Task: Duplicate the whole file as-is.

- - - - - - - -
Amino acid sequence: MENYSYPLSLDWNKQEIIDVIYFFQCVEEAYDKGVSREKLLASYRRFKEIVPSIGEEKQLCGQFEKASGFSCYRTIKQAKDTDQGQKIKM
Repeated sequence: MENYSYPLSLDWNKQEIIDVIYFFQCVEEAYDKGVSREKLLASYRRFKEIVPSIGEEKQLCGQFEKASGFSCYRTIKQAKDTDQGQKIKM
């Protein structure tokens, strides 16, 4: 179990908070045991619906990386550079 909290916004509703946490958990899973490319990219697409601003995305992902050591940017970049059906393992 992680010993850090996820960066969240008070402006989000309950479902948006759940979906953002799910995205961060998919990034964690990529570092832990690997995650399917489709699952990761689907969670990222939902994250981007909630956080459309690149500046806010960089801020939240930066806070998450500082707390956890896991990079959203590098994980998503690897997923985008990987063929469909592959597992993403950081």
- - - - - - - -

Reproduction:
Amino acid sequence: MENYSYPLSLDWNKQEIIDVIYFFQCVEEAYDKGVSREKLLASYRRFKEIVPSIGEEKQLCGQFEKASGFSCYRTIKQAKDTDQGQKIKM
Repeated sequence: MENYSYPLSLDWNKQEIIDVIYFFQCVEEAYDKGVSREKLLASYRRFKEIVPSIGEEKQLCGQFEKASGFSCYRTIKQAKDTDQGQKIKM
């Protein structure tokens, strides 16, 4: 179990908070045991619906990386550079 909290916004509703946490958990899973490319990219697409601003995305992902050591940017970049059906393992 992680010993850090996820960066969240008070402006989000309950479902948006759940979906953002799910995205961060998919990034964690990529570092832990690997995650399917489709699952990761689907969670990222939902994250981007909630956080459309690149500046806010960089801020939240930066806070998450500082707390956890896991990079959203590098994980998503690897997923985008990987063929469909592959597992993403950081």